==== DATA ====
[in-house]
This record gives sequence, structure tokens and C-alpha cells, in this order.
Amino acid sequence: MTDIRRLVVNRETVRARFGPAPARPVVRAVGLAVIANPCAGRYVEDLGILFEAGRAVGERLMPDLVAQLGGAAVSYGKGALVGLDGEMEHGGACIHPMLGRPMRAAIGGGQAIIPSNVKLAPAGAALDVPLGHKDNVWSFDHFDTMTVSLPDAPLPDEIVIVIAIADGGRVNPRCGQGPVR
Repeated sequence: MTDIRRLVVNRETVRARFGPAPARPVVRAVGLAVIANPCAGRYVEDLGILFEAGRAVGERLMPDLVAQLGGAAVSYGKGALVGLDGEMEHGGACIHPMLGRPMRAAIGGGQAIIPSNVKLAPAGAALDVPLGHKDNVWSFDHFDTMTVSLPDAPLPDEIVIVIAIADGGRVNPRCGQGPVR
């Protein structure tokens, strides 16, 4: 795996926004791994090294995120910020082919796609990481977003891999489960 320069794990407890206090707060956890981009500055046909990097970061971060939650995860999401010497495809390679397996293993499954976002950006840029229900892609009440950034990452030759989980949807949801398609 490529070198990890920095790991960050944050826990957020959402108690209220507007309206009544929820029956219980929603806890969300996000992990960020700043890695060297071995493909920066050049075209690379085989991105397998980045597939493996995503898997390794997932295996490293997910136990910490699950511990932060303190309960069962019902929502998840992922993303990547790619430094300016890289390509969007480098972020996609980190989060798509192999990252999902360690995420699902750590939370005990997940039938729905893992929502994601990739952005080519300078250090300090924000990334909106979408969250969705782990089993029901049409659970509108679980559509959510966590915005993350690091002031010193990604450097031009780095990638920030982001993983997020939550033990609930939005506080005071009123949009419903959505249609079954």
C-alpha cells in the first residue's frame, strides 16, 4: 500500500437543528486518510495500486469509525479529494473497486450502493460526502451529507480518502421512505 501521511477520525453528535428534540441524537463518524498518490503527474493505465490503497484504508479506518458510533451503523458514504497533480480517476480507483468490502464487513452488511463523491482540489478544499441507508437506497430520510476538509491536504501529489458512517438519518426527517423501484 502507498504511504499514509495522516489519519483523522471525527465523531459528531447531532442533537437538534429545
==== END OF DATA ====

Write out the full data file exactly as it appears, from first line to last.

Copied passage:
[in-house]
This record gives sequence, structure tokens and C-alpha cells, in this order.
Amino acid sequence: MTDIRRLVVNRETVRARFGPAPARPVVRAVGLAVIANPCAGRYVEDLGILFEAGRAVGERLMPDLVAQLGGAAVSYGKGALVGLDGEMEHGGACIHPMLGRPMRAAIGGGQAIIPSNVKLAPAGAALDVPLGHKDNVWSFDHFDTMTVSLPDAPLPDEIVIVIAIADGGRVNPRCGQGPVR
Repeated sequence: MTDIRRLVVNRETVRARFGPAPARPVVRAVGLAVIANPCAGRYVEDLGILFEAGRAVGERLMPDLVAQLGGAAVSYGKGALVGLDGEMEHGGACIHPMLGRPMRAAIGGGQAIIPSNVKLAPAGAALDVPLGHKDNVWSFDHFDTMTVSLPDAPLPDEIVIVIAIADGGRVNPRCGQGPVR
């Protein structure tokens, strides 16, 4: 795996926004791994090294995120910020082919796609990481977003891999489960 320069794990407890206090707060956890981009500055046909990097970061971060939650995860999401010497495809390679397996293993499954976002950006840029229900892609009440950034990452030759989980949807949801398609 490529070198990890920095790991960050944050826990957020959402108690209220507007309206009544929820029956219980929603806890969300996000992990960020700043890695060297071995493909920066050049075209690379085989991105397998980045597939493996995503898997390794997932295996490293997910136990910490699950511990932060303190309960069962019902929502998840992922993303990547790619430094300016890289390509969007480098972020996609980190989060798509192999990252999902360690995420699902750590939370005990997940039938729905893992929502994601990739952005080519300078250090300090924000990334909106979408969250969705782990089993029901049409659970509108679980559509959510966590915005993350690091002031010193990604450097031009780095990638920030982001993983997020939550033990609930939005506080005071009123949009419903959505249609079954």
C-alpha cells in the first residue's frame, strides 16, 4: 500500500437543528486518510495500486469509525479529494473497486450502493460526502451529507480518502421512505 501521511477520525453528535428534540441524537463518524498518490503527474493505465490503497484504508479506518458510533451503523458514504497533480480517476480507483468490502464487513452488511463523491482540489478544499441507508437506497430520510476538509491536504501529489458512517438519518426527517423501484 502507498504511504499514509495522516489519519483523522471525527465523531459528531447531532442533537437538534429545